The irony then is that the notion of marriage cannot accommodate couples of the same sex without so altering the cast or character of marriage that it will cease to be that special relation, which seems to be the object of such deep craving now for so many people. Once the notion of marriage is broadened in that way, it will simply not be tenable any longer to hold up marriage, in the laws, as a relation that deserves a special place, a special commendation -- a special effort to sustain and promote it. And indeed, we fear that the movement to gay marriage is fueled in part by a desire to remove that special standing in principle -- to deny that there is anything about marriage that deserves a special respect, or any favored standing in the law. And after all, people are not drawn to the "gay" life because of an overpowering interest in raising children. The question of marriage for gays or lesbians, or rights of adoption for gay couples, take on their importance strategically: They provide further occasions for moving the law to pronounce that homosexuality is, in the current phrase, "virtually normal," that homosexuality cannot stand on any lesser plane of legitimacy than that sexuality "imprinted in our natures."

But it is worth reminding the press, and the public, as to what provided the urgency, for the Congress, to come forth at this moment, with the Defense of Marriage Act. The litigation in Hawaii was percolating for a few years, but matters moved into an alarming phase with the argument before the Supreme Court, last October, in Romer v. Evans.

When I testified before the Judiciary Committee of the House on May 15, the decision in that case was expected any day. It arrived five days later, on May 20th, and it was quite as bad as many of us had anticipated. In that decision, the Court struck down a constitutional amendment in Colorado that refused to treat gays and lesbians as a protected or favored class, on the same plane as the groups that suffer discrimination based on race or gender. We will hear, of course, different accounts of that case, but in my own reading, that decision will be read by many activists among the judges to produce this lesson: that a State may not incorporate in its laws or public policy an adverse judgment on homosexuality, and it may not refuse to accord to homosexuality the same standing or legitimacy that attaches to that sexuality "imprinted in our natures." With this move, the Court may have armed federal judges to tie up any legislation in a State that refused to honor homosexual marriages: After all, the argument might run, the State refuses to credit this marriage only because of the gender, or the "sexual orientation," of the couple. Would this not be, on the face, but another "discrimination" against people because they happen to be gays or lesbians?

As it turned out, we did not have long to wait. This argument has already been sounded by Professor William Eskridge of the Georgetown University Law School (in the June 17 issue of The New Republic). Several weeks ago, I taped a television program on this subject with Professor Eskridge, who affected not to be aware then of any such development that could undercut the authority of the States in refusing to honor gay marriage. In the hearings, Congressman Frank was especially contemptuous of this bill on the ground that it was an unnecessary extension of federal power -- that Congress would act here to confirm to the States a power they already had. When I pointed out the implications of the coming decision in Romer v. Evans, there was no acknowledgement on the part of Frank that he was aware of the case pending there. In a piece in The New York Times, Professor Laurence Tribe affected the same want of awareness. Tribe joined Frank in arguing that the bill was unjustified precisely because it was unnecessary -- that the States would not require any prop to their authority in rejecting gay marriage. But now Professor Eskridge seems to have let the truth slip. He has made it clear that gay activists would indeed read the Romer case in the way I've suggested, and that they can of course be expected to cite it -- as they would cite anything else even remotely supportive of their arguments -- as they seek to challenge in the courts the Defense of Marriage Act.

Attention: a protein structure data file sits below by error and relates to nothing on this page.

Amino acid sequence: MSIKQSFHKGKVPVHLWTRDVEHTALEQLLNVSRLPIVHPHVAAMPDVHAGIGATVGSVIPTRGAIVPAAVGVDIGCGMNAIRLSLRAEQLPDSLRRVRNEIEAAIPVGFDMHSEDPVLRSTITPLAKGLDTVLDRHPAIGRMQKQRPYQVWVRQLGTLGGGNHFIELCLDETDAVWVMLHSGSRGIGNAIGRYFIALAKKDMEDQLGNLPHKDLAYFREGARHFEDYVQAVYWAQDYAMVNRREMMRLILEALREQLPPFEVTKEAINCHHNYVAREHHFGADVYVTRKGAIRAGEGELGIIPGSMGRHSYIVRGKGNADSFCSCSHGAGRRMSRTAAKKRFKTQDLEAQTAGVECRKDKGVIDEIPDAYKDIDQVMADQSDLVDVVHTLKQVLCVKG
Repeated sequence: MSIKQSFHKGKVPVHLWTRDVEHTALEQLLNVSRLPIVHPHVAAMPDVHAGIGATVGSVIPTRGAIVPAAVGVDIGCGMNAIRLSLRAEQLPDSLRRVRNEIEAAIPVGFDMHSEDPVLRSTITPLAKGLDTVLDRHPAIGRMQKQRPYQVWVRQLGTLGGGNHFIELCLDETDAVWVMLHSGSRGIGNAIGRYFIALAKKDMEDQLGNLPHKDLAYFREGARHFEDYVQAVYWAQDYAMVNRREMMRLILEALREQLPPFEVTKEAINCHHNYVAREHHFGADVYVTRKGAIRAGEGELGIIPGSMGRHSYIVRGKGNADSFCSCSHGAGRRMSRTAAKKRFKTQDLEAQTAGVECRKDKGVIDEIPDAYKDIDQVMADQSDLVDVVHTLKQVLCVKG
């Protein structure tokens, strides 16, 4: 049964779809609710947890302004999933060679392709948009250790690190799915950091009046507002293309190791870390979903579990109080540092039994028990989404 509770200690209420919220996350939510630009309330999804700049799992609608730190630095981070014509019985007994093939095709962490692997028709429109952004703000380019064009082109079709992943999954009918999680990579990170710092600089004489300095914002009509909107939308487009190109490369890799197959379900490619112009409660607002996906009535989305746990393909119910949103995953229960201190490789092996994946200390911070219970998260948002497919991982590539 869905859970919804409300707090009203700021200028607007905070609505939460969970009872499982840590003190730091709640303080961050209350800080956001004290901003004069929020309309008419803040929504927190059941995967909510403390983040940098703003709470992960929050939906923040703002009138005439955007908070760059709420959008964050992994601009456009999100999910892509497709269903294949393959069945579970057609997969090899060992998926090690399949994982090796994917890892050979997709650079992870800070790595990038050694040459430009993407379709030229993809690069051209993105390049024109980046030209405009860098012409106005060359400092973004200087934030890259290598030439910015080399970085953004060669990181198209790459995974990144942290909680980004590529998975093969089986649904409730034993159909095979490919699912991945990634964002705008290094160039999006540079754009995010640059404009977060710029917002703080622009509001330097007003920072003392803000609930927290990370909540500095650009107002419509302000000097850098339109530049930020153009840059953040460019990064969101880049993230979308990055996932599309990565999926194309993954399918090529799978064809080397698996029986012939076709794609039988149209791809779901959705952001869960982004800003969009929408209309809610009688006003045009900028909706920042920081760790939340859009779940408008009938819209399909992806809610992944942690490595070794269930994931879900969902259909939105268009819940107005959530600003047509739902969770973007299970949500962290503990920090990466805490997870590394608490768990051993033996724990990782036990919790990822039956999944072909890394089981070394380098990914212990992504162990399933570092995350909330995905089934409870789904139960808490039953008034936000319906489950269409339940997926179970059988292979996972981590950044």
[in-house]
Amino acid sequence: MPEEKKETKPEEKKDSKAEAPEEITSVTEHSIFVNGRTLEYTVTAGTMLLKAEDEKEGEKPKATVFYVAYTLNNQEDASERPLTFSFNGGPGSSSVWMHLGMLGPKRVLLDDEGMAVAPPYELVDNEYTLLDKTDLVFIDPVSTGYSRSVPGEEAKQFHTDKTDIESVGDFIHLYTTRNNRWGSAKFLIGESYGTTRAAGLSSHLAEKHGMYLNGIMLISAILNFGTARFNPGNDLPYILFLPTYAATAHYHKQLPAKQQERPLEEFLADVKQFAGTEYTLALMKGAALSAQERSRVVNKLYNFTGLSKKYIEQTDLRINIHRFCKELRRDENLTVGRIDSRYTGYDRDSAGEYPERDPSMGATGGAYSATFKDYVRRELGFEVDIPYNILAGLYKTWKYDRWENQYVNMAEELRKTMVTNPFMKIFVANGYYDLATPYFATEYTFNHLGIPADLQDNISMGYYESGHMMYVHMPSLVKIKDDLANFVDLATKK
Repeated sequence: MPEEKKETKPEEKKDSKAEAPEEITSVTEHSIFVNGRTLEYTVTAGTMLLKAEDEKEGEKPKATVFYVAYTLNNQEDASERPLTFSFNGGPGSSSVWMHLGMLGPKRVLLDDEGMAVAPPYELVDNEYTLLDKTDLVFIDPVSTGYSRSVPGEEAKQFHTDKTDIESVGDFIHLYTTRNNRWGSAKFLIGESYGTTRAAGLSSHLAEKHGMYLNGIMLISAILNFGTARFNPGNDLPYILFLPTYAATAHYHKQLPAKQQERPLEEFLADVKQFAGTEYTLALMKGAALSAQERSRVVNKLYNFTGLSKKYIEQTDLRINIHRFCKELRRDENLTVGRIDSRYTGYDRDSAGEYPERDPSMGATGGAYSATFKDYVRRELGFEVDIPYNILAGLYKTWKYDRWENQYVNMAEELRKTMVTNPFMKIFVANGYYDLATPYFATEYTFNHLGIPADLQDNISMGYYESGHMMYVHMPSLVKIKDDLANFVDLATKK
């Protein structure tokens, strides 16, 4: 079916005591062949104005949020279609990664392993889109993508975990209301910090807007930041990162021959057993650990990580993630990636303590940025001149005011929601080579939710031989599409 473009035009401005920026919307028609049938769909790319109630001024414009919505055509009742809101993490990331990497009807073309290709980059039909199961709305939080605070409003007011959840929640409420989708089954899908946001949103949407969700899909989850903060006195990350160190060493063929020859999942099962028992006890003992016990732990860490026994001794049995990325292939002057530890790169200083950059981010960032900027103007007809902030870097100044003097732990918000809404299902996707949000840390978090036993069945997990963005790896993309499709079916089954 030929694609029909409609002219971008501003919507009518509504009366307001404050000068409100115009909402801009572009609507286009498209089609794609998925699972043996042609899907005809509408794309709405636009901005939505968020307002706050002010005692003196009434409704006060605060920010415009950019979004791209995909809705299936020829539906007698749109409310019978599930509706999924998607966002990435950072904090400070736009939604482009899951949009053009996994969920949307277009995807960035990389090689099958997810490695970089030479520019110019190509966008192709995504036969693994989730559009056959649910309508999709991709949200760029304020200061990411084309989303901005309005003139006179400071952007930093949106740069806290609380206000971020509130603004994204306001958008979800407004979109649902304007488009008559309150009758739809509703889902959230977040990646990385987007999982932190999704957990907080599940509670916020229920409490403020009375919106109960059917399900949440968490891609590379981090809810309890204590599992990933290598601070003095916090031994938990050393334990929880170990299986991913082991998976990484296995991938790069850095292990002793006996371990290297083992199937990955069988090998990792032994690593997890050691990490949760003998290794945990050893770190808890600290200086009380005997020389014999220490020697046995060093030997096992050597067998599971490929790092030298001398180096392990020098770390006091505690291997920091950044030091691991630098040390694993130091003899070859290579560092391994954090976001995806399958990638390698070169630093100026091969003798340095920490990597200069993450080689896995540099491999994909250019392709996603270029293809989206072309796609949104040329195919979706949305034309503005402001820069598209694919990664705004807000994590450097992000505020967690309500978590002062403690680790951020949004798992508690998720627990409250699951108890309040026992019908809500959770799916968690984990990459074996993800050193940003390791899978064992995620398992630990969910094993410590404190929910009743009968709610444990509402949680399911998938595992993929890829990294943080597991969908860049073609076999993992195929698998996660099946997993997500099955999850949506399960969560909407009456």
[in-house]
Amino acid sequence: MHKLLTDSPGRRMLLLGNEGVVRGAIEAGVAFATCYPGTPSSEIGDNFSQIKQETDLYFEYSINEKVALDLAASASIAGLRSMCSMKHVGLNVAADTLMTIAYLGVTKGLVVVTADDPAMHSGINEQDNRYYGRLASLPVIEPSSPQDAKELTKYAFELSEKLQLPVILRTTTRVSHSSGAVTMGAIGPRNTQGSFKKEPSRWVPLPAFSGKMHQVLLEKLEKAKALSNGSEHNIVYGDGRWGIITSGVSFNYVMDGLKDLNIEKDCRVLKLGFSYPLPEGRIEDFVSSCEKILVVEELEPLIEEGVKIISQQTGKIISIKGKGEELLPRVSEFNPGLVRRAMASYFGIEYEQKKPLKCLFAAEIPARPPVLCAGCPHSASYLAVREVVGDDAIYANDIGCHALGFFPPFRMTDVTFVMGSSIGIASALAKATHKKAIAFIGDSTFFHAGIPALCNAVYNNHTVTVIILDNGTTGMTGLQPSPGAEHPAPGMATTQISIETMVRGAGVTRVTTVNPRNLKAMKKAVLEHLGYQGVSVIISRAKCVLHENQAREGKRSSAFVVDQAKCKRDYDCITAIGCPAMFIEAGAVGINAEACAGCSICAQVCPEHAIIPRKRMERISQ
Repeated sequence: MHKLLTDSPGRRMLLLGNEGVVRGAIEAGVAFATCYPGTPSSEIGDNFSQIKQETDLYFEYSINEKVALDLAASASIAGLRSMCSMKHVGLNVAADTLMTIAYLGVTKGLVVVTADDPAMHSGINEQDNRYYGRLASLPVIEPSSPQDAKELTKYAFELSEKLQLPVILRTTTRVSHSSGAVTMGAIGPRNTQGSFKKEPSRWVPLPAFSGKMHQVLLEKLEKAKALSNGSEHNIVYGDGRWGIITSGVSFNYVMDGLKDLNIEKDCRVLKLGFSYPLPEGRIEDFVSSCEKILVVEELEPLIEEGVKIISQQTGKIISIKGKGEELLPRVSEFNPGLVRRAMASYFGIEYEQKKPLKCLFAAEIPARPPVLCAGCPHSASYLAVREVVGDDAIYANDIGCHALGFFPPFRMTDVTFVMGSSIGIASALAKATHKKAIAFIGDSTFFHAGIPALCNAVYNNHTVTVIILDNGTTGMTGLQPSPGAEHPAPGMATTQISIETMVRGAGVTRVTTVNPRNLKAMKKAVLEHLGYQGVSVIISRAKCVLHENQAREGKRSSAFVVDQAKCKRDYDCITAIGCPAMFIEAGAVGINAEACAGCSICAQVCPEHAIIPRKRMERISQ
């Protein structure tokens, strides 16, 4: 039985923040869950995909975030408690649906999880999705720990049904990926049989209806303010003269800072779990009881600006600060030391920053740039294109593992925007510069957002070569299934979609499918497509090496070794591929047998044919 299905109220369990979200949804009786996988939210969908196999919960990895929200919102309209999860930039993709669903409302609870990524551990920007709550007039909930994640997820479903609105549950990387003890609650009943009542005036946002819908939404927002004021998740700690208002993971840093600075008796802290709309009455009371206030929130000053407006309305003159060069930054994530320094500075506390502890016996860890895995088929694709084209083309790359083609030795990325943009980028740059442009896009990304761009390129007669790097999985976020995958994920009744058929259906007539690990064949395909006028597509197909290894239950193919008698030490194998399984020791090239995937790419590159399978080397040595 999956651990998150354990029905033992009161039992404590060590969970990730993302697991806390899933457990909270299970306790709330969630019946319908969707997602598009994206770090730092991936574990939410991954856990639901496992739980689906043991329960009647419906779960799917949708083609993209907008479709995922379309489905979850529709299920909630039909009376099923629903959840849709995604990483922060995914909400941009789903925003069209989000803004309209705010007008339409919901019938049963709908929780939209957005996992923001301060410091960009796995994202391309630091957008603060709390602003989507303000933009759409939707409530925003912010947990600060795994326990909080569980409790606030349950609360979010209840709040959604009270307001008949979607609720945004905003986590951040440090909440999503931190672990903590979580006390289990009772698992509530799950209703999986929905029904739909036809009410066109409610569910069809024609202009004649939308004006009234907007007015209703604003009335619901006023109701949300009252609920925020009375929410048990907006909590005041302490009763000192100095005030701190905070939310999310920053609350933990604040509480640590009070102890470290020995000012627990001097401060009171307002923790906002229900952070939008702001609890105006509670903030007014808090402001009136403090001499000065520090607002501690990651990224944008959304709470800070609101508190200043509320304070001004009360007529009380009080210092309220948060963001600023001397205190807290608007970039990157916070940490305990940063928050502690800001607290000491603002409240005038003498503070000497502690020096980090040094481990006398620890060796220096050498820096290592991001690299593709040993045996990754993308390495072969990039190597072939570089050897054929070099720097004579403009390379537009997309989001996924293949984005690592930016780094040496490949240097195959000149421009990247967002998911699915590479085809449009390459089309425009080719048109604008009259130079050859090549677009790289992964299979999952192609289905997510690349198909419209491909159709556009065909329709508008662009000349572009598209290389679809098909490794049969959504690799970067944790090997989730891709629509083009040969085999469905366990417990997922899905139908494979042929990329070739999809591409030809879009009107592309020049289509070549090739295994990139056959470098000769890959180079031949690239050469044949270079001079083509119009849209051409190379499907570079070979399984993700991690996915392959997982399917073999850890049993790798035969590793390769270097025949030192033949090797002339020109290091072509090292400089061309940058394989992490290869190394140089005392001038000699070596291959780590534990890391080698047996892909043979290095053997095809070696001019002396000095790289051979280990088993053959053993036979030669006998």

And yet, this Act is the most delicate and limited measure that the Congress could produce on the subject. It treats subjects that are evidently within the reach of the Congress, and it makes the least intrusion into the domain of State law. What other institution could possibly have the authority to clarify the meaning of terms in federal legislation, if not the federal legislature? It surely cannot be a novelty to make explicit what has ever been our tradition, that marriage "means only a legal union between one man and one woman as husband and wife." In the second sentence of the Full Faith and Credit Clause the Constitution reads: "And the Congress may by general Laws prescribe the Manner in which such Acts, Records and Proceedings shall be proved, and the Effect thereof." Once again, we may ask: If Congress may not legislate under this federal clause, what other institution could possibly claim the authority to legislate? How could we legislate in any more minimal way here than in the way the Congress has chosen to legislate -- namely, by providing merely that no State would be obliged to honor, as a marriage, anything but what we have known traditionally as "marriage," the legal union of a man and a woman, as husband and wife? As I say, it is hard to imagine any law on the subject that moves with more delicacy or with less intrusion into the powers of the States. The States that wish to honor gay marriage will suffer no restriction in this measure. But on other hand, this provision on the part of Congress may supply the only ground of support for a State in refusing to credit same-sex marriage, especially if a federal court moves to strip from a State every other source of resistance.